“That does not, however, mean that legal processes are the only way that someone can be judged to be found wanting. Life is full of occasions where we pass judgement on the conduct of others. That conduct can fall short of criminality but can include criminality that gets nowhere near the courtroom…
“[W]e fall into error if we think that the criminal process is the only arbiter of whether someone has done something ‘wrong’.”
This is a recipe for McCarthyite witch-hunting. A legal system not underpinned by the presumption of innocence is run by rumour, prejudice and snap judgements based on incomplete information. It is a fertile environment for state and media assaults, personal vendettas, and whisper campaigns.
An atmosphere has been created in which Brand is not only treated as if convicted—and, it should be added, beyond the point of rehabilitation—but totally non-personned.
The BBC and Channel 4 have removed some content featuring Brand from their streaming services and YouTube has demonetised his accounts. Upcoming dates in Brand’s stand-up tour have been postponed. Talent agency Tavistock Wood has “terminated all professional ties” and Bluebird publishers have “pause[d] all future publishing” with him. The perennial political coward Jeremy Corbyn has dropped Brand from his upcoming poetry book co-edited with former union boss Len McCluskey.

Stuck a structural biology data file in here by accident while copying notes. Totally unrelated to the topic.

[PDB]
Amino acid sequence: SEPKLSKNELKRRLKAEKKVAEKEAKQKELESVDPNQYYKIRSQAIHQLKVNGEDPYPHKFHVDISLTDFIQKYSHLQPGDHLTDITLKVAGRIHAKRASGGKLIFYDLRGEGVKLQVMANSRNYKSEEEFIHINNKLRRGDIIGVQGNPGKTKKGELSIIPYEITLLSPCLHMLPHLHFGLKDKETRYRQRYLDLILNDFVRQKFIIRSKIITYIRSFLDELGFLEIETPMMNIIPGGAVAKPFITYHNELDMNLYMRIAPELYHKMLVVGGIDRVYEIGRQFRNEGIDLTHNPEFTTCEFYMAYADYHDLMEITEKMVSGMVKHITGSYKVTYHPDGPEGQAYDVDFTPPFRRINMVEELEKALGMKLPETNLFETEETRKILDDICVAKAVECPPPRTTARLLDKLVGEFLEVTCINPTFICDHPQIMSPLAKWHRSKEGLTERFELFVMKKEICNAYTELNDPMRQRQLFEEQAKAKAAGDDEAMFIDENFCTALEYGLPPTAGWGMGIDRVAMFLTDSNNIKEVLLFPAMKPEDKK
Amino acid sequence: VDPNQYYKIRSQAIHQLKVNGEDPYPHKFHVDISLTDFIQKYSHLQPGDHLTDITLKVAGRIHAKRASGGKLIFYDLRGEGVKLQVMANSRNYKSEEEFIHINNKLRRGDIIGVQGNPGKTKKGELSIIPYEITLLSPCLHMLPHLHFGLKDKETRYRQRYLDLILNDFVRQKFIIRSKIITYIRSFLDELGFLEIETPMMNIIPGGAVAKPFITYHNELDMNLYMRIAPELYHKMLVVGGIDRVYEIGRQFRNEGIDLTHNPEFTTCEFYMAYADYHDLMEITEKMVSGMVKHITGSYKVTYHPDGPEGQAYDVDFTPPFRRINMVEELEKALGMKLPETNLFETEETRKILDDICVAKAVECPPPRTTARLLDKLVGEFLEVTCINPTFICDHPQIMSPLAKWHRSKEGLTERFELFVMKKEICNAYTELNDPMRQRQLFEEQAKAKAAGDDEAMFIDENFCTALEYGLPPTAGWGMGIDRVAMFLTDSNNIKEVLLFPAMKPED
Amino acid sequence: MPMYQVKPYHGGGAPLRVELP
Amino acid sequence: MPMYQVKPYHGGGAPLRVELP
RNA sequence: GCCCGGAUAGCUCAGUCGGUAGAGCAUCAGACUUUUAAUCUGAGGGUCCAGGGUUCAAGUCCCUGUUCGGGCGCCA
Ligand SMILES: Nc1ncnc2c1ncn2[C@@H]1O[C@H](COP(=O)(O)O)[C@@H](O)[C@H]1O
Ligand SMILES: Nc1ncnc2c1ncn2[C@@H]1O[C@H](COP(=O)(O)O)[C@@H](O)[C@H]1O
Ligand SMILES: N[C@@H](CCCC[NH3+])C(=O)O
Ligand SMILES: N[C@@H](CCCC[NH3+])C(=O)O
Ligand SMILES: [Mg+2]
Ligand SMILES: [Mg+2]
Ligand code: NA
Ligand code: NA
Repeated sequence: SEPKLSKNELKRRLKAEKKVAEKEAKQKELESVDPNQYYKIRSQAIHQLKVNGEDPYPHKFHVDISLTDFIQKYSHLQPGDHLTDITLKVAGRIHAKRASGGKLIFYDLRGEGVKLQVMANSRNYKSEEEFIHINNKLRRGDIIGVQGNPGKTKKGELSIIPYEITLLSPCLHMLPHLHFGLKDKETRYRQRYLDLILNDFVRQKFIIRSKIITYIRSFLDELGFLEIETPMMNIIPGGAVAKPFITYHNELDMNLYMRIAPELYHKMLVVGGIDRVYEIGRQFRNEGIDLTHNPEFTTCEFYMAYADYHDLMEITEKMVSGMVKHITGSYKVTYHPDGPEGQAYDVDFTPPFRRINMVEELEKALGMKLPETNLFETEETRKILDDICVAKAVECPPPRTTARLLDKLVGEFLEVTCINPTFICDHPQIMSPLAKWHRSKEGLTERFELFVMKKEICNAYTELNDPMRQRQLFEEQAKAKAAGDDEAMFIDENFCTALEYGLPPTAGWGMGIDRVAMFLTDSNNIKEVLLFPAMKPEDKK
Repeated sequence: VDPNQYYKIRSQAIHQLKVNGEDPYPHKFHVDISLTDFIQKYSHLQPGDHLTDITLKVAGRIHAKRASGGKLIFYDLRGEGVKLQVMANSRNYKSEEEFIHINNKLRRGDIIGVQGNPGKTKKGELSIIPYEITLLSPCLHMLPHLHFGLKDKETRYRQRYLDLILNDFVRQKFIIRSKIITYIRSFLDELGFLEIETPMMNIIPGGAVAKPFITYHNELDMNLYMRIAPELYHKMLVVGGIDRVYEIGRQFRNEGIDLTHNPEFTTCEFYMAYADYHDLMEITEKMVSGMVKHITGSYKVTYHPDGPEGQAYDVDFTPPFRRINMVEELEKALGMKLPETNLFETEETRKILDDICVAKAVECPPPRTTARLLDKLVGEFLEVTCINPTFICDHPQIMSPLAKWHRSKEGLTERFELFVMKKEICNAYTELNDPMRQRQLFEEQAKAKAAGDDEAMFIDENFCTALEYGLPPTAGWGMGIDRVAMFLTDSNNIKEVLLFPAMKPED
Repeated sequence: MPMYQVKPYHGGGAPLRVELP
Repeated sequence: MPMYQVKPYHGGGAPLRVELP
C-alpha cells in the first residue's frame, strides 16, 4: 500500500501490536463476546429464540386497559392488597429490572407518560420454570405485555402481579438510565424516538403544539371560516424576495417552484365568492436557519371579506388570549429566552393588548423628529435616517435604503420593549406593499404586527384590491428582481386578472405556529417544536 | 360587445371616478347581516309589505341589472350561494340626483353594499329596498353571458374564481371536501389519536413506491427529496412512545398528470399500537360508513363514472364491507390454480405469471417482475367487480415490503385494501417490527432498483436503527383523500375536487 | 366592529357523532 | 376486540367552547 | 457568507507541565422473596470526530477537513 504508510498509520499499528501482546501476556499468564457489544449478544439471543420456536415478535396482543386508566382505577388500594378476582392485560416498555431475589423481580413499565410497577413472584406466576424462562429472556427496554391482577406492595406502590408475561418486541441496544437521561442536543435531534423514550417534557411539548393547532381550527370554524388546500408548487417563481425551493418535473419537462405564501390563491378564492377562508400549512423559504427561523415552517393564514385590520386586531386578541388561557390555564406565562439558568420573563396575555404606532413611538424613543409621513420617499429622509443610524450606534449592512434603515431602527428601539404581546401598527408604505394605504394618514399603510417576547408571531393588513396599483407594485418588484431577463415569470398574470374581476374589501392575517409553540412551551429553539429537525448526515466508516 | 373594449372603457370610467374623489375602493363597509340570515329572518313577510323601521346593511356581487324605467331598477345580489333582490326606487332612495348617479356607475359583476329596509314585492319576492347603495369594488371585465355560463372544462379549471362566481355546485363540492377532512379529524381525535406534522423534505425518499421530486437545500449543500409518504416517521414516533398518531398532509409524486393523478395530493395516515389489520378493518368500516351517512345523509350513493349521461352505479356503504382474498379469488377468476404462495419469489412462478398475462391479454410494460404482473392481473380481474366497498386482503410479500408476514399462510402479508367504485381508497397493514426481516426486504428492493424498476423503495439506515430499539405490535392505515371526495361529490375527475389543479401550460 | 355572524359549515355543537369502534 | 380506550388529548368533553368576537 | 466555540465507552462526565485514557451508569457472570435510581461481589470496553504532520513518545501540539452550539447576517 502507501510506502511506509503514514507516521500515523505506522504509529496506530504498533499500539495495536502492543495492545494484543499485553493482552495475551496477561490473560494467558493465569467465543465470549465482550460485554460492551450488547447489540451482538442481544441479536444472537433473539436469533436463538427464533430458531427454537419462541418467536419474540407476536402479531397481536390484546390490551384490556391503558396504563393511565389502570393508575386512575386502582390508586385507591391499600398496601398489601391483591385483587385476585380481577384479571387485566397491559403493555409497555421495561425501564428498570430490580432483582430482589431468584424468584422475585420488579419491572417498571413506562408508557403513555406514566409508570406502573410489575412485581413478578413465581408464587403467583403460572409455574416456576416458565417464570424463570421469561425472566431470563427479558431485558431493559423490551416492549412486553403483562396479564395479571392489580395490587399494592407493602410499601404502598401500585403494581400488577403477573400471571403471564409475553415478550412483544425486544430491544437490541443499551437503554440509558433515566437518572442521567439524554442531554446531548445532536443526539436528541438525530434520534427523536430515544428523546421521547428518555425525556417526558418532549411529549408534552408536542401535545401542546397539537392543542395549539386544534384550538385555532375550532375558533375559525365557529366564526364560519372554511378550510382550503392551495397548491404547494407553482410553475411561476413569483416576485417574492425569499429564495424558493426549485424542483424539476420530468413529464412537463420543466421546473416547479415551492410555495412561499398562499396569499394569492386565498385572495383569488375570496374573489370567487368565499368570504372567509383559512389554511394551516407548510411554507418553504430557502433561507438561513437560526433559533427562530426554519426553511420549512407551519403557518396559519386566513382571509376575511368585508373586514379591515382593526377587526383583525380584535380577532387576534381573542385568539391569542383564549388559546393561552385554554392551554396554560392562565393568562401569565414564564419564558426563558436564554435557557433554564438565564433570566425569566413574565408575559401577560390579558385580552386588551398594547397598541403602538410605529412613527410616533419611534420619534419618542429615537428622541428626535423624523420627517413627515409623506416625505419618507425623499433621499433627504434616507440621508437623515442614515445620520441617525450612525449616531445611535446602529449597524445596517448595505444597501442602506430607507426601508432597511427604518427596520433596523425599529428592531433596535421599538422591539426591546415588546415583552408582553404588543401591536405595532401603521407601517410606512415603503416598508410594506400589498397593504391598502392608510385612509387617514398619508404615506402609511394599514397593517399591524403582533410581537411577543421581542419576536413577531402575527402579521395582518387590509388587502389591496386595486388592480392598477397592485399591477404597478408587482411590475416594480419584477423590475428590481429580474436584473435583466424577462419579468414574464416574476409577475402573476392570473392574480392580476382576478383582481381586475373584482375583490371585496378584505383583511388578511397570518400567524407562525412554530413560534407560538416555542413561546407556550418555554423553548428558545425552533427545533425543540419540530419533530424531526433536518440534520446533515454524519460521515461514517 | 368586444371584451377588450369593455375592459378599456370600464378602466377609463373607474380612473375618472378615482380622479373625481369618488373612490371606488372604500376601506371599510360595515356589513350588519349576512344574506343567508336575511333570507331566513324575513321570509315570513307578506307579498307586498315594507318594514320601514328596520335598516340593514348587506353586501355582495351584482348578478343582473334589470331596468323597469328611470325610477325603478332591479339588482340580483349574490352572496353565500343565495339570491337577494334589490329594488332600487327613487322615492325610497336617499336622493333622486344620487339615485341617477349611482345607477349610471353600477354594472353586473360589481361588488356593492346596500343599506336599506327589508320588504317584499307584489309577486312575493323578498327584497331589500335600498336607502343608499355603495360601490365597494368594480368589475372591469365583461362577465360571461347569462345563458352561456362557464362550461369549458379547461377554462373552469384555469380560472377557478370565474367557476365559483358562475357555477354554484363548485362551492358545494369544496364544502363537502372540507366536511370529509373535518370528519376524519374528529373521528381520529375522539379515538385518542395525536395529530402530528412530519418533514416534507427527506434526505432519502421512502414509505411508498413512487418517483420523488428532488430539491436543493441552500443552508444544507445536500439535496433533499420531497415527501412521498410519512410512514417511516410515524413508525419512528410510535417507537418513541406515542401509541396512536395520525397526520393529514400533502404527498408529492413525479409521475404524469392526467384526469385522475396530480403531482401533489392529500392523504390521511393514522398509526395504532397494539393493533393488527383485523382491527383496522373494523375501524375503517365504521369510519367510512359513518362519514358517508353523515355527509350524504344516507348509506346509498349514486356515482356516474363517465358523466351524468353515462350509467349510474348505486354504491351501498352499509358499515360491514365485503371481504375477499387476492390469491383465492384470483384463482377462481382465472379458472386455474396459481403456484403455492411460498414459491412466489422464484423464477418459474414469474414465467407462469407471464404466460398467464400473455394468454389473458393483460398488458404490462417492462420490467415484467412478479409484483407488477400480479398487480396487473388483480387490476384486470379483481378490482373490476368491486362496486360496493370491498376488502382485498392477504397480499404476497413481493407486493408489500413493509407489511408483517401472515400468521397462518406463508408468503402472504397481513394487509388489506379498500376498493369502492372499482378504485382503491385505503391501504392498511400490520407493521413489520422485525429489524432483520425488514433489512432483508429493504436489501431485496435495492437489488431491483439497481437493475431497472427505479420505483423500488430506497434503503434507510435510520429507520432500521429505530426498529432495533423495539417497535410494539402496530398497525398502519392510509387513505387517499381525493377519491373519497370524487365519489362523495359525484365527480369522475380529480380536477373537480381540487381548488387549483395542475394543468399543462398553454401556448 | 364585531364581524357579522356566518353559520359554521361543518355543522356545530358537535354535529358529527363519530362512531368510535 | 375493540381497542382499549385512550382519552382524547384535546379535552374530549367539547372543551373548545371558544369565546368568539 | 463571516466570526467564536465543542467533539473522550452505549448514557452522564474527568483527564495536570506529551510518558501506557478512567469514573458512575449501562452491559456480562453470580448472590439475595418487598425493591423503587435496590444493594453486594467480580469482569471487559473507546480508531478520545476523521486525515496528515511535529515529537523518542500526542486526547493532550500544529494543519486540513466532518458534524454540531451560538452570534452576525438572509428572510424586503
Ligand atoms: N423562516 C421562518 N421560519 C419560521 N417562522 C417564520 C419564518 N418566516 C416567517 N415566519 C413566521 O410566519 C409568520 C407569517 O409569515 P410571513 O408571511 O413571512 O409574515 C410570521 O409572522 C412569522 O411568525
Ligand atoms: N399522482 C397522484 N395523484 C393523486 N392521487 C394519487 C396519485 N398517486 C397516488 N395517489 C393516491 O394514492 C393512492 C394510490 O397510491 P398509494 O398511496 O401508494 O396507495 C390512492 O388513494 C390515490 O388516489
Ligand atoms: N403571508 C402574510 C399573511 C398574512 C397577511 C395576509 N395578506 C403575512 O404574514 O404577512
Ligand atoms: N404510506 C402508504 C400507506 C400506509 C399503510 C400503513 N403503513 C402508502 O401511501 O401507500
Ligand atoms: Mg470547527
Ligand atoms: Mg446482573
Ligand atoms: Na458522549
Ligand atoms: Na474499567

A second feature of the coverage of the Brand allegations has been the rush to “substantiate” them with references to how he has conducted himself in his public life. Several graphic stand-up routines and Brand’s asking production staff to get the phone numbers of people in his audiences he found attractive are among the examples given of the “open secret” of his attitude towards women, as if betraying a criminal mind.
But none of this is illegal. In fact, as the commentators frequently admit, it was par for the course at the time—or at least for Brand’s off-the-wall, provocative, self-professed “sex addict” persona that won him great success across the media.
Much of the fevered character of the present coverage stems from members of the affluent-middle-class commentariat climbing over one another to atone for their past failure to denounce what must now be treated as an unconscionable evil. With his lurid lifestyle, Brand is something of a ready-made villain for the #MeToo age, to be performatively denounced with the appropriate degree of self-flagellation for one’s own past “complicity”.
As with many previous sexual assault scandals, this is bound up with the hyper-conservative suggestion that sex itself is borderline criminal. The Guardian’s media editor Jim Watterson writes that “Hypersexualisation and graphic depictions of sexual desire were part of his public persona—which is not illegal, but may have been considered red flags by those hiring him to present their shows.”